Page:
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Displaying: 81-90 of 483 documents


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81. Radical Philosophy Review: Volume > 16 > Issue: 1
Herbert Marcuse, Leo Löwenthal, Charles Reitz, The Dialectics of Liberation and Radical Activism: An Exchange of Letters between Herbert Marcuse and Leo Löwenthal
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Warm regards are exchanged between old friends who are seriously bent on changing the world, not merely analyzing it. Mutual appreciation is evident, as is some tension. Herbert Marcuse’s militant critique of US war-making, waste-making, and poverty is taking Europe by storm. Leo Löwenthal tips his hat with subtle irony and humor to Marcuse’s 1967 triumphs as a public intellectual and political theorist. Activist students give Marcuse great credit because other Frankfurt theorists like Max Horkheimer and Theodor Adorno have remained aloof from this protest. Löwenthal remains more skeptical than Marcuse about the goals of the student movement, which seem to him too ideological and insufficiently radical.
82. Radical Philosophy Review: Volume > 16 > Issue: 1
Herbert Marcuse, From Marx to Freud to Marx: Letter to Martin Jay; Remarks to Sidney Lipshires
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Sidney Lipshires, a Marxist scholar, considered Marcuse’s shift “from Marx to Freud” problematic. Marcuse’s legitimate criticism of the conformist/adjustment elements of psychoanalytical practice seemed to Lipshires to require a recognition of theoretical weakness in Freud’s philosophical metapsychology, but this is in fact what Marcuse admires most—as explained in Eros and Civilization. Marcuse responds that Freud’s mythological material serves to recall the possibility of a nonrepressive culture! The anthropological research of Margaret Mead operates likewise. Marcuse steadfastly regards practice as political praxis, aiming at changing society as a whole, and says that Mead’s work and Freud’s work has helped him bring social theory back to Marx.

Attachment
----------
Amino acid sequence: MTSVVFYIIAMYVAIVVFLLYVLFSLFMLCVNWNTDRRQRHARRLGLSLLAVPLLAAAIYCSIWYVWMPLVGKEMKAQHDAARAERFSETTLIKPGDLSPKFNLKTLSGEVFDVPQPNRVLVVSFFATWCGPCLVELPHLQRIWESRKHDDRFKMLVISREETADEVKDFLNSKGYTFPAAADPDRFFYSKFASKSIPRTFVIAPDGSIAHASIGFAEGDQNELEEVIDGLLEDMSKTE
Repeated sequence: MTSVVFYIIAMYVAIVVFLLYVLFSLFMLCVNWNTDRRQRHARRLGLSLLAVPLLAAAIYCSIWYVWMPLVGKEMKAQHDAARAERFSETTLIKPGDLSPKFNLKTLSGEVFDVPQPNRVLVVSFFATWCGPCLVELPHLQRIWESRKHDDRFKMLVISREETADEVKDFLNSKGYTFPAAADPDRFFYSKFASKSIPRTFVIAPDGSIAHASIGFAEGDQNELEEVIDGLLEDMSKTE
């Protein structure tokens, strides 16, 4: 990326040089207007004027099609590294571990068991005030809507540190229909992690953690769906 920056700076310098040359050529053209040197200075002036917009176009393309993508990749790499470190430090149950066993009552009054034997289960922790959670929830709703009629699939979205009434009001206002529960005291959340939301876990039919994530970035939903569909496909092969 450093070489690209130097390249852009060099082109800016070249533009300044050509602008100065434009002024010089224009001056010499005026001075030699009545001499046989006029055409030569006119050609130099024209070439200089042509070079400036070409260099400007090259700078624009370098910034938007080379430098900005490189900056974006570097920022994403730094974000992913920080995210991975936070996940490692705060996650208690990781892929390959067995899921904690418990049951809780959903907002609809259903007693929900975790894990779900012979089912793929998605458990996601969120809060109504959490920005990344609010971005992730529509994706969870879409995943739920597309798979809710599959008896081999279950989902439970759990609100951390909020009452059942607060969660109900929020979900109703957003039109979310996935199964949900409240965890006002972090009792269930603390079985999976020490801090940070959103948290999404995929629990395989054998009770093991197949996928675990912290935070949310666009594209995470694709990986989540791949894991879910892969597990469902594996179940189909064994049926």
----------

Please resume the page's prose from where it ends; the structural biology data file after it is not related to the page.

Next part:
eros and praxis
83. Radical Philosophy Review: Volume > 16 > Issue: 1
Stanley Aronowitz, Marcuse's Conception of Eros
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In his books Eros and Civilization and An Essay on Liberation, Herbert Marcuse offers a different, but complementary, theory of eros from that of Freud. While sexuality still occupies a central space in the pleasure principle, Marcuse extends the concept to embrace a wider understanding of eros. Now eros is termed the “new sensibility,” which, in his view, has been made possible by the end of scarcity’s rule over human life. In an epoch in which necessary labor can be sharply reduced, we would have time to develop our capacities: arts and crafts, friendships, noncommodified intellectual pursuits, and, of course, love beyond procreation. The new sensibility can be dismissed as a utopian hope in a period of retrenchment of pleasure, but Marcuse refuses the prevailing tendency to ratify repression.